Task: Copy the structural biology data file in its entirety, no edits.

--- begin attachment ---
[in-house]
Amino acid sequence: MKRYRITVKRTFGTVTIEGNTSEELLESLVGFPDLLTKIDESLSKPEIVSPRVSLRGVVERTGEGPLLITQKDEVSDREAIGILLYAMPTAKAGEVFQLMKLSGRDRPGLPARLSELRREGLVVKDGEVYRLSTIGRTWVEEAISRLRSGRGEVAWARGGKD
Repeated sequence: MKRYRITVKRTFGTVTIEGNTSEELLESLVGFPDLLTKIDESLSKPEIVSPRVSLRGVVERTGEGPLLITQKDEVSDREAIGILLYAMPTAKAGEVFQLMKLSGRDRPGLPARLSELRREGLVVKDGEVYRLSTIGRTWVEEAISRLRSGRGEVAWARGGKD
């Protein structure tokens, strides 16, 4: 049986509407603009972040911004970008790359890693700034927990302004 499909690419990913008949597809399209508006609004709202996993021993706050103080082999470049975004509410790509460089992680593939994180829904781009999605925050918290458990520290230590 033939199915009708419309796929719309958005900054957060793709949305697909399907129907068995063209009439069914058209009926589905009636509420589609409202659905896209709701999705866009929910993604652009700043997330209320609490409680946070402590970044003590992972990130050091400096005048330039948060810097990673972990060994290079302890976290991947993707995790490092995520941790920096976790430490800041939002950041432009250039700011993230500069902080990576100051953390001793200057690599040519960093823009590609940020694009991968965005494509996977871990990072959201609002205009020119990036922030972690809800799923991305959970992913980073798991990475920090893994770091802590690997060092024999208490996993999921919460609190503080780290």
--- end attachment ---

[in-house]
Amino acid sequence: MKRYRITVKRTFGTVTIEGNTSEELLESLVGFPDLLTKIDESLSKPEIVSPRVSLRGVVERTGEGPLLITQKDEVSDREAIGILLYAMPTAKAGEVFQLMKLSGRDRPGLPARLSELRREGLVVKDGEVYRLSTIGRTWVEEAISRLRSGRGEVAWARGGKD
Repeated sequence: MKRYRITVKRTFGTVTIEGNTSEELLESLVGFPDLLTKIDESLSKPEIVSPRVSLRGVVERTGEGPLLITQKDEVSDREAIGILLYAMPTAKAGEVFQLMKLSGRDRPGLPARLSELRREGLVVKDGEVYRLSTIGRTWVEEAISRLRSGRGEVAWARGGKD
């Protein structure tokens, strides 16, 4: 049986509407603009972040911004970008790359890693700034927990302004 499909690419990913008949597809399209508006609004709202996993021993706050103080082999470049975004509410790509460089992680593939994180829904781009999605925050918290458990520290230590 033939199915009708419309796929719309958005900054957060793709949305697909399907129907068995063209009439069914058209009926589905009636509420589609409202659905896209709701999705866009929910993604652009700043997330209320609490409680946070402590970044003590992972990130050091400096005048330039948060810097990673972990060994290079302890976290991947993707995790490092995520941790920096976790430490800041939002950041432009250039700011993230500069902080990576100051953390001793200057690599040519960093823009590609940020694009991968965005494509996977871990990072959201609002205009020119990036922030972690809800799923991305959970992913980073798991990475920090893994770091802590690997060092024999208490996993999921919460609190503080780290």